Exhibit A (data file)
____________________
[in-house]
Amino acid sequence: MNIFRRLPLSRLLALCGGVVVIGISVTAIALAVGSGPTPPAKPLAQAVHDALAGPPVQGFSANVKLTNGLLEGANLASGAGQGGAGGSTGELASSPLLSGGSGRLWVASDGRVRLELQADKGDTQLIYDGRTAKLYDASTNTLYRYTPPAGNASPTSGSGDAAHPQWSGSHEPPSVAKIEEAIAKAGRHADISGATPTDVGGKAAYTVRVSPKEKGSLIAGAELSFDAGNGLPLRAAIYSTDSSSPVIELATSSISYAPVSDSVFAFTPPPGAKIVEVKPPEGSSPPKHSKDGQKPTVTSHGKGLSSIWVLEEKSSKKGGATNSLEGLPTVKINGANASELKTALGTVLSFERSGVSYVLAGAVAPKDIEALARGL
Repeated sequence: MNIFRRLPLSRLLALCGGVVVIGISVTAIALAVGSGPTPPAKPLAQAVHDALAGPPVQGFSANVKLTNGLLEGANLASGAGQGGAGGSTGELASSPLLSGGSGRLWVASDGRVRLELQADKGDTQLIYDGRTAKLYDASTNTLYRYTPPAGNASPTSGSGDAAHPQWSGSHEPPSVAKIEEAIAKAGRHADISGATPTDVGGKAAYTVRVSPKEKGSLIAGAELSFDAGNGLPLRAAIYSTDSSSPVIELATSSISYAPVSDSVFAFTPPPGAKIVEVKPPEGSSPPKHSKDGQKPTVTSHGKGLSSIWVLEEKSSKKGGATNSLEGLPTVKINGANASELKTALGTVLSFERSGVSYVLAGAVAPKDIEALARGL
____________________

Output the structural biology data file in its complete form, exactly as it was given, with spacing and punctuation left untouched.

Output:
[in-house]
Amino acid sequence: MNIFRRLPLSRLLALCGGVVVIGISVTAIALAVGSGPTPPAKPLAQAVHDALAGPPVQGFSANVKLTNGLLEGANLASGAGQGGAGGSTGELASSPLLSGGSGRLWVASDGRVRLELQADKGDTQLIYDGRTAKLYDASTNTLYRYTPPAGNASPTSGSGDAAHPQWSGSHEPPSVAKIEEAIAKAGRHADISGATPTDVGGKAAYTVRVSPKEKGSLIAGAELSFDAGNGLPLRAAIYSTDSSSPVIELATSSISYAPVSDSVFAFTPPPGAKIVEVKPPEGSSPPKHSKDGQKPTVTSHGKGLSSIWVLEEKSSKKGGATNSLEGLPTVKINGANASELKTALGTVLSFERSGVSYVLAGAVAPKDIEALARGL
Repeated sequence: MNIFRRLPLSRLLALCGGVVVIGISVTAIALAVGSGPTPPAKPLAQAVHDALAGPPVQGFSANVKLTNGLLEGANLASGAGQGGAGGSTGELASSPLLSGGSGRLWVASDGRVRLELQADKGDTQLIYDGRTAKLYDASTNTLYRYTPPAGNASPTSGSGDAAHPQWSGSHEPPSVAKIEEAIAKAGRHADISGATPTDVGGKAAYTVRVSPKEKGSLIAGAELSFDAGNGLPLRAAIYSTDSSSPVIELATSSISYAPVSDSVFAFTPPPGAKIVEVKPPEGSSPPKHSKDGQKPTVTSHGKGLSSIWVLEEKSSKKGGATNSLEGLPTVKINGANASELKTALGTVLSFERSGVSYVLAGAVAPKDIEALARGL